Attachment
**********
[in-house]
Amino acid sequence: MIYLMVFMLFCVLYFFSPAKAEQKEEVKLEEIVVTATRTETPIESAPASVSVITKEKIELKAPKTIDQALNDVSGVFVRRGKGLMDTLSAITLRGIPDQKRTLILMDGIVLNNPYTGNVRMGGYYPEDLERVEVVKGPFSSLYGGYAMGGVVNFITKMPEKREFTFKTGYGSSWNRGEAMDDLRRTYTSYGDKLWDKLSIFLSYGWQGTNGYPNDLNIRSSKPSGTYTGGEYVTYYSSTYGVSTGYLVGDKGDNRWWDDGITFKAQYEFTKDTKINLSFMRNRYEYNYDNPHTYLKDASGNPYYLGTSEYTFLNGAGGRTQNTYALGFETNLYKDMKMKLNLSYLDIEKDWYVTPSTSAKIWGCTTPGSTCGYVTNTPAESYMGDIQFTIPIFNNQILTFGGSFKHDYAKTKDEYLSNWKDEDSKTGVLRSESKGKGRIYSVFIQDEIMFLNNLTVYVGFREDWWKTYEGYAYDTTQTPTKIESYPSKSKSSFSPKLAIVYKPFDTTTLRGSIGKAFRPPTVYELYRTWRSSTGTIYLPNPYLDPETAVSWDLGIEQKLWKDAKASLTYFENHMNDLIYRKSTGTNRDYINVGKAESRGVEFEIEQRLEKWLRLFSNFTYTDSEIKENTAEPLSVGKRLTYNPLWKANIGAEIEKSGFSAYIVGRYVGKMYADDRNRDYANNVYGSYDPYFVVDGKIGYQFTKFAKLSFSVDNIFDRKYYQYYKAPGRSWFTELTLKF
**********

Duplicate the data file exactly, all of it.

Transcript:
[in-house]
Amino acid sequence: MIYLMVFMLFCVLYFFSPAKAEQKEEVKLEEIVVTATRTETPIESAPASVSVITKEKIELKAPKTIDQALNDVSGVFVRRGKGLMDTLSAITLRGIPDQKRTLILMDGIVLNNPYTGNVRMGGYYPEDLERVEVVKGPFSSLYGGYAMGGVVNFITKMPEKREFTFKTGYGSSWNRGEAMDDLRRTYTSYGDKLWDKLSIFLSYGWQGTNGYPNDLNIRSSKPSGTYTGGEYVTYYSSTYGVSTGYLVGDKGDNRWWDDGITFKAQYEFTKDTKINLSFMRNRYEYNYDNPHTYLKDASGNPYYLGTSEYTFLNGAGGRTQNTYALGFETNLYKDMKMKLNLSYLDIEKDWYVTPSTSAKIWGCTTPGSTCGYVTNTPAESYMGDIQFTIPIFNNQILTFGGSFKHDYAKTKDEYLSNWKDEDSKTGVLRSESKGKGRIYSVFIQDEIMFLNNLTVYVGFREDWWKTYEGYAYDTTQTPTKIESYPSKSKSSFSPKLAIVYKPFDTTTLRGSIGKAFRPPTVYELYRTWRSSTGTIYLPNPYLDPETAVSWDLGIEQKLWKDAKASLTYFENHMNDLIYRKSTGTNRDYINVGKAESRGVEFEIEQRLEKWLRLFSNFTYTDSEIKENTAEPLSVGKRLTYNPLWKANIGAEIEKSGFSAYIVGRYVGKMYADDRNRDYANNVYGSYDPYFVVDGKIGYQFTKFAKLSFSVDNIFDRKYYQYYKAPGRSWFTELTLKF